How we support breastfeeding in the NICU

We know that breast milk offers more than formula can and yet for preemies, getting that powerful source of nutrients can be very difficult. The TMC International Board Certified Lactation Consultants are here to help. (Thanks to Melissa for sharing her experience breastfeeding a premature baby and to Jenifer Smith and Vanessa Porter, International Board Certified Lactation Consultants at TMC for the insights.)

I knew the minute I learned I was pregnant that I would breastfeed.  There was no question.  Loads of evidence prove the benefits of breastfeeding for the average child and mom.  Even better, for someone like me, who has a history of severe Inflammatory Bowel Disease, evidence pointed to a lower instance of IBD in our children if they were exclusively breastfed.  I certainly didn’t want my child to go through what I went through (that included months in the hospital and many horrific surgeries), so any chance I could give them for better health was gospel to me.  So I had determination and big boobs — what else could I need, right?

Wow, was I naive.

My son arrived six weeks early after a difficult pregnancy. He couldn’t latch, but it didn’t matter because my milk took its time to come in, and when it did, I had a true low-supply issue.

Some of the barriers to breastfeeding an infant in the neonatal intensive care is prematurity and infant’s inability to suck. Pumping during this time is absolutely essential.

But I was determined that whatever the problem was, I was going to overcome it.  If my son later got sick with IBD, I knew that I could not live with myself if I gave up.  If I tried everything to succeed and failed, I knew that I could live with that knowledge, but giving up without exhausting every avenue of hope would have left me with guilt and my son with a greater chance of developing IBD.  So I was on a first-name basis with galactagogues including steel-cut oats, almonds, fenugreek, blessed thistle, Reglan, Domperidone and both a Medela Pump in Style Advanced and a Medela Lactina.

The lactation nurses spend a lot of time in the NICU at TMC.  We help mothers with pumping to establish and maintain a good milk supply. Studies show that colostrum and breastmilk are an essential part of (medicine) the premature infant’s treatment and care. The body recognizes when the baby is premature and the milk that is made is ideally suited for that particular baby’s needs.  As the infant is able to come to breast (as early as 32 weeks), lactation nurses are available to assist with the slow progression of breastfeeding. Praising the mother for her efforts help keep her motivated to continue with this gradual process. We promote skin-to-skin (kangaroo care) as early and often as possible.  This practice helps increase a mother’s milk supply and also helps stabilize the baby.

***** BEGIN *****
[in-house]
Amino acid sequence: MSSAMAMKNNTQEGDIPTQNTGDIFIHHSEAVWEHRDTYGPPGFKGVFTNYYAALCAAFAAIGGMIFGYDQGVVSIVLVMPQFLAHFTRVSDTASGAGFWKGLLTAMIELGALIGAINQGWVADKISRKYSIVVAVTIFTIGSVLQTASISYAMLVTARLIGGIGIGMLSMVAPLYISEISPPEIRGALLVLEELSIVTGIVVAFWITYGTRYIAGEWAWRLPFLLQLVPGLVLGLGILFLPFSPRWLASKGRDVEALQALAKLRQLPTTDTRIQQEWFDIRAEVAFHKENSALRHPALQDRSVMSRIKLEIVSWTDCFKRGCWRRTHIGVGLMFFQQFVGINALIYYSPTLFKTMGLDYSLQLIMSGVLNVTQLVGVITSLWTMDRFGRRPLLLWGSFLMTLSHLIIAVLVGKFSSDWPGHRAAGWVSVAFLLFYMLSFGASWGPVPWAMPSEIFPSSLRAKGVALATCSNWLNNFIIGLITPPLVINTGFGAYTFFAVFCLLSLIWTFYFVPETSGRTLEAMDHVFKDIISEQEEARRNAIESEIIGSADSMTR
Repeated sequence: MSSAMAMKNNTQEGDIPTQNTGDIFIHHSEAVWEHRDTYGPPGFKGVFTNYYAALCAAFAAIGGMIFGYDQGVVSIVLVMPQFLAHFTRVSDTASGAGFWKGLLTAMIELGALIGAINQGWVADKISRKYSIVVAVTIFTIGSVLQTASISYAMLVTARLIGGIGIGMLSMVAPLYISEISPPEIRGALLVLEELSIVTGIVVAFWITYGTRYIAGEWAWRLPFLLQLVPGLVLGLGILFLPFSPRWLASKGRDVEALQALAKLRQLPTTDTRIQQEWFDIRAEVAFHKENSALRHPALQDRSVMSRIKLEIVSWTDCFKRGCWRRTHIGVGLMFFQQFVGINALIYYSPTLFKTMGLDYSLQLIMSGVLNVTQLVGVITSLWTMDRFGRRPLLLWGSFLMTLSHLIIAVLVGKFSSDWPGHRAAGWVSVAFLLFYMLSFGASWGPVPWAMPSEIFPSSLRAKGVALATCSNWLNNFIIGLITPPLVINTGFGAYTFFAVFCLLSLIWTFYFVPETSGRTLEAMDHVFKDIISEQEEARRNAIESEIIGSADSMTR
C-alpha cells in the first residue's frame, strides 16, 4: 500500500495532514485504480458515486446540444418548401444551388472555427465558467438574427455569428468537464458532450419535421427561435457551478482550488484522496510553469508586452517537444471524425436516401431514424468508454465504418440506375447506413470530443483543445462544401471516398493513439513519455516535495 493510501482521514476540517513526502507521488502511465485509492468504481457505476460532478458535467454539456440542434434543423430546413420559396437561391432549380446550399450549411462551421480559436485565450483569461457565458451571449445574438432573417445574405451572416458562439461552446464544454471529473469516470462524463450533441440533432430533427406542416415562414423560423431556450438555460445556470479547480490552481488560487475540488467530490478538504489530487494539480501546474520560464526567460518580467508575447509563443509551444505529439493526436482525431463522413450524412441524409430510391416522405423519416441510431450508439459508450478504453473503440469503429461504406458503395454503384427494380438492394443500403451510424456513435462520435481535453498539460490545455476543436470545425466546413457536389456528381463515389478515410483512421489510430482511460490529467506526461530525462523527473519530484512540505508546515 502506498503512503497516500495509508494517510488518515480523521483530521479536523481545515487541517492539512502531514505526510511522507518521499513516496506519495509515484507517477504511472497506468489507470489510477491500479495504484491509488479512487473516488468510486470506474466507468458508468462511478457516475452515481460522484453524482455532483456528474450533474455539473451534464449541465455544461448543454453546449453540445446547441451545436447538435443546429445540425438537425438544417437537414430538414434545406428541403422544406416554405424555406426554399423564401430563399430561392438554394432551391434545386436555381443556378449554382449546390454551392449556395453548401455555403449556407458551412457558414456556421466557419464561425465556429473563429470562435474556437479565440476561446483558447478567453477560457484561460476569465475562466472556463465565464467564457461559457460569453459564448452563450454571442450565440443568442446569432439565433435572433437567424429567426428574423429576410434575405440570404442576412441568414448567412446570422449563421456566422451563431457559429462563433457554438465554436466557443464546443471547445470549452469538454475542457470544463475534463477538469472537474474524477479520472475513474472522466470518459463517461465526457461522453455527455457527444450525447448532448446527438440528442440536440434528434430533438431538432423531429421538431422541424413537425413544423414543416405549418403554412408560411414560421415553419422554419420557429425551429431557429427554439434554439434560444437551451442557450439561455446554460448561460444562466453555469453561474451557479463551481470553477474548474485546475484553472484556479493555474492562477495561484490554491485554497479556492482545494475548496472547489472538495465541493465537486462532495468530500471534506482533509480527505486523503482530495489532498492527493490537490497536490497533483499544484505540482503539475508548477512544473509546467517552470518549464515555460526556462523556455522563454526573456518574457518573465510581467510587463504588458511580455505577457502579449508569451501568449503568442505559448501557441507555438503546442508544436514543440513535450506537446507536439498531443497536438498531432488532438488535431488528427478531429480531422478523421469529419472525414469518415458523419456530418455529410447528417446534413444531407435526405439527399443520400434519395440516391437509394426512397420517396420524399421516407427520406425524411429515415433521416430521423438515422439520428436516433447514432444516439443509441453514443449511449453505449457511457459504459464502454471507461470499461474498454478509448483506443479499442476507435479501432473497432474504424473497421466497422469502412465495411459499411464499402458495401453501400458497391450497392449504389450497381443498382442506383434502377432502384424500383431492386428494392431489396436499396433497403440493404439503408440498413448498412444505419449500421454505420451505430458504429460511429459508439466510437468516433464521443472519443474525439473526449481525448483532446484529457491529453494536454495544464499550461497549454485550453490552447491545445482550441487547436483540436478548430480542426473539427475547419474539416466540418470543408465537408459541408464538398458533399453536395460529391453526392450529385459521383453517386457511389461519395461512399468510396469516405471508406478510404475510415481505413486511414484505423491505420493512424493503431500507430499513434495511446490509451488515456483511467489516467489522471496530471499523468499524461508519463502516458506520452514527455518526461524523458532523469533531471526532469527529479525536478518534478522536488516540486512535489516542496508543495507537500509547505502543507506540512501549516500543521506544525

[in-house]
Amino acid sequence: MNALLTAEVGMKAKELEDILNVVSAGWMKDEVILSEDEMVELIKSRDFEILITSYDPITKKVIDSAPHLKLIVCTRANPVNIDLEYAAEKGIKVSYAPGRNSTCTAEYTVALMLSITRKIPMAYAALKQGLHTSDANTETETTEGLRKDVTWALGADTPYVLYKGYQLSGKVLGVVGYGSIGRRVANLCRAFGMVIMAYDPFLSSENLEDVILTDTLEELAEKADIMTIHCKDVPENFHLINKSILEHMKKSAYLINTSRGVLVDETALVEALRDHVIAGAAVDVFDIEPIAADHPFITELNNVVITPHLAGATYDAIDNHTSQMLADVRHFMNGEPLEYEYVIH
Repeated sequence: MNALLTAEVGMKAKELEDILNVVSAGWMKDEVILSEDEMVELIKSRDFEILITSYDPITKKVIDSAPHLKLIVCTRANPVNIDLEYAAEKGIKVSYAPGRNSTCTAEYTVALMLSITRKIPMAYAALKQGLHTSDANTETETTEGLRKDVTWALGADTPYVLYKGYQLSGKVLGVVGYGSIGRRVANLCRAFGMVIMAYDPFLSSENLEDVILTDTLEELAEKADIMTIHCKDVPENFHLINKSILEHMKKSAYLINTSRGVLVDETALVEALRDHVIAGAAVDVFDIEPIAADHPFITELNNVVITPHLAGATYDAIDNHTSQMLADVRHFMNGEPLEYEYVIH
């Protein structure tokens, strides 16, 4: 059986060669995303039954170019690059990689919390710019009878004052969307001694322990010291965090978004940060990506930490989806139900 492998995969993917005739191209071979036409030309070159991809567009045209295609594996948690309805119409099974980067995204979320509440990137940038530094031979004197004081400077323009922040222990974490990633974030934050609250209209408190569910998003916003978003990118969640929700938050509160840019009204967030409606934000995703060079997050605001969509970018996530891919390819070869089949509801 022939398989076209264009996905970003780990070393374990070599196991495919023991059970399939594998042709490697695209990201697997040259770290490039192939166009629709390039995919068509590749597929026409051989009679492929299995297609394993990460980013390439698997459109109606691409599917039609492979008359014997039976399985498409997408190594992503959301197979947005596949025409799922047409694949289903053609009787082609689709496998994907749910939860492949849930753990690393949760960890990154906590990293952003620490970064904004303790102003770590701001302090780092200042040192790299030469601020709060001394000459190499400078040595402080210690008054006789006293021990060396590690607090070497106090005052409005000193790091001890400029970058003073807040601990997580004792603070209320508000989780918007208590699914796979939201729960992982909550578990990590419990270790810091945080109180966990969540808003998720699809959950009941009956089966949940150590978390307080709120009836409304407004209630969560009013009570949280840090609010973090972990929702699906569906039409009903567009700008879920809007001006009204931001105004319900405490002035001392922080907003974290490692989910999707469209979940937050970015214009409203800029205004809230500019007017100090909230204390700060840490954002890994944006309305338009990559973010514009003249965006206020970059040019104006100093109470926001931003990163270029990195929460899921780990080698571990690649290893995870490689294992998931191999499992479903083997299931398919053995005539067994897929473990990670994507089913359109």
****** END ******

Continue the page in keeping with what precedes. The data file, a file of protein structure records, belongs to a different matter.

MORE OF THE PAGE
Overcoming the issues we had breastfeeding was one of the most difficult things I had ever done.  I know many people will think that it is crazy and would have long given up and just used formula.  But I couldn’t do that.  I believed in my heart that if I tried and didn’t give up that I would eventually succeed.  And to keep this short, we eventually succeeded and breastfeeding got back on track and became easy, satisfying for both of us, and I had a sense of comfort knowing that if one day my son does follow the path of IBD that I did everything possible to give him a fighting chance against it.  And I can live with that.

At TMC we have an extensive follow up plan allowing us to detect early issues and offering intervention, whether it be with pumping, assisting with first and subsequent breastfeeds or giving emotional and moral support. The Lactation department feels this is a critical part of the feeding plan. When these babies are discharged home we also telephone home to check on the infant’s progress and answer any questions that may arise. Many of these infant go on to exclusively breast feed.

Our lactation consultants offer programs to help mothers breastfeed from the NICU to our breastfeeding support group.   In this blog post meet TMC IBC Lactation Consultant who contributed to this post.